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Geological Panorama – 1924

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From left to right: Ponte de Guaratiba, Pico da Cabeça de Boi, Ilhas Cagarras, Gávea, Morro dos Dois Irmãos, Pico de Papagaio, Tijuca, (Can’t read it), Corcovado, Morro dos Cabritos, (Can’t read it), Ponta de Copacabana, Avenida Atlântica, Copacabana Palace, Babilônia, Morro do Leme, Pão de Açúcar.

Obviously, there are a lot more than what is listed. For anyone interested in a great documentary series on the geography of Rio (season 1) and Brazil (season 2), look for Sobre Rochas (the latter season can be found on Daily Motion).

Rio A.D.

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“Christ the Redeemer needs help. Not even the Catholic Church can escape the effects of the crisis that has hit the country. For the first time in 85 years, the internationally known monument will be the target of crowdfunding. Almost US$1.5 million is spent yearly to guarantee maintenance, services and employee salaries at the shrine. Institutional partnerships among Rio’s Archdiocese and private companies are no longer enough.

In an attempt to overcome the problem and avoid harming projects being performed at the location, the “Friend of Christ the Redeemer” campaign is being launched on Tuesday, at the top of Corcovado. It is geared not just towards the faithful, but towards business owners and residents that are touched by the situation at the country’s most visited tourist spot. Donation can be made online or via deposits to the bank account associated with the shrine.

A similar situation only happened prior to construction, in two campaigns put on by the Catholic Church in the years 1923 and 1929. They were public donations, which amounted to 500 contos de réis, guaranteeing the monument’s construction.

— Historical records show how beautiful the whole mobilization of the Brazilian people was, dedicated to making donations to build Christ the Redeemer. The same needs to happen now, for its conservation and for the maintenance of sociocultural works that we do — highlights the pastor of the Christ the Redeemer Sanctuary, father Omar Raposo.”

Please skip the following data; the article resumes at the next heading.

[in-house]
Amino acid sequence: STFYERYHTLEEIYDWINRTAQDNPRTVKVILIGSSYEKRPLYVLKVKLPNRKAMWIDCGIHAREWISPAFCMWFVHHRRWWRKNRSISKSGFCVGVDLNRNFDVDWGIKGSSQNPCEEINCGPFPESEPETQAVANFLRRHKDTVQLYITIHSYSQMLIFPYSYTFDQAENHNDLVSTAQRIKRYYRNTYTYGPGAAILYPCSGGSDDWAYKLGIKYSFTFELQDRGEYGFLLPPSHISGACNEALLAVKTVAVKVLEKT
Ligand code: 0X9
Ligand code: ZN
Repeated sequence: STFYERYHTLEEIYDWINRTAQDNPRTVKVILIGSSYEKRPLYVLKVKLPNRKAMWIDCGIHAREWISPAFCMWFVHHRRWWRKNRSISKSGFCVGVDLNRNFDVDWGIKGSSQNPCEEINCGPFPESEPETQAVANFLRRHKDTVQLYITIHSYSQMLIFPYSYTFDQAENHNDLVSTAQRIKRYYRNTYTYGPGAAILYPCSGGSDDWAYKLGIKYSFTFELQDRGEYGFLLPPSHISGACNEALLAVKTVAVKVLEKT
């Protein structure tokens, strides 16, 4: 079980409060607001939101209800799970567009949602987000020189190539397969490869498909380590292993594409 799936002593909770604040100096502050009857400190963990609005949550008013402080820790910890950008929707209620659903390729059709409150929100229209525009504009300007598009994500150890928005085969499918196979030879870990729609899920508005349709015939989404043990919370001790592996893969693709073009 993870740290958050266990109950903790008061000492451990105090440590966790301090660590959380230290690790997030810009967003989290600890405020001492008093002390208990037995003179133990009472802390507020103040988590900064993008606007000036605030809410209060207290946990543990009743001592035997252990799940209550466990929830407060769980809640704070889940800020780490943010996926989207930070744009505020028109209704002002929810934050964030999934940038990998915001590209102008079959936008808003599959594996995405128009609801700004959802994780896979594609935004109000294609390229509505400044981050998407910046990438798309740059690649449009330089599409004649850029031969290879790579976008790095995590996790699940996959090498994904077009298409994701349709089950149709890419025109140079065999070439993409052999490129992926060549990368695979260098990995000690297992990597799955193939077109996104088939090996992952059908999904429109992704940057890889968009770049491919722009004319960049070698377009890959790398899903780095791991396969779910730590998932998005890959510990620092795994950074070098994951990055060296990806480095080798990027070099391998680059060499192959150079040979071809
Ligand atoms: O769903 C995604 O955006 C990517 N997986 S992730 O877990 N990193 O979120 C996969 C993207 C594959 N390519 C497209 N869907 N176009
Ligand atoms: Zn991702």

Source (PT, read more)


As a bonus, to know how Christ was going to look, see the 1923 mockup below (click to enlarge). A few more ideas, plus a text on other possible locations for the monument, are here (PT). For my post Rio B.C. about what Corcovado looked like before Christ, go here

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Praia do Flamengo wall

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Above is an “instantâneo” from February 2nd, 1924 on Flamengo beach (with its famous paredão). Below, I’ve dated the wall through archived images. Why write about the wall in the first place? It’s always captured my attention due to the lack of such big walls at any of Rio’s beaches today, not to mention the now-lost sensation of crossing a street and immediately being at the beach, within a few steps of the water.

Through my research, I’m able to see that the paredão existed in this form in 1914 photos as well as in images taken as far as the 1930s and 1940s (but with a high wall and with a more crowded beach). There is an image I found from 1916 where the wall is also really high, so I’m guessing the sand bank got eroded at different times. By 1958, the beach had a larger area of sand.

From previous knowledge and what I can gather, the wall itself was created by the Pereira Passos government around 1906, and by 1961, it had been removed due to the Aterro project in 1965. Somewhere in between, it was seemingly calm and quaint (baring ressacas, as seen here in 1915).

By the way, notice the useful but dangerous hooks in the wall for hanging clothes, and see here how they used to advertise products and services.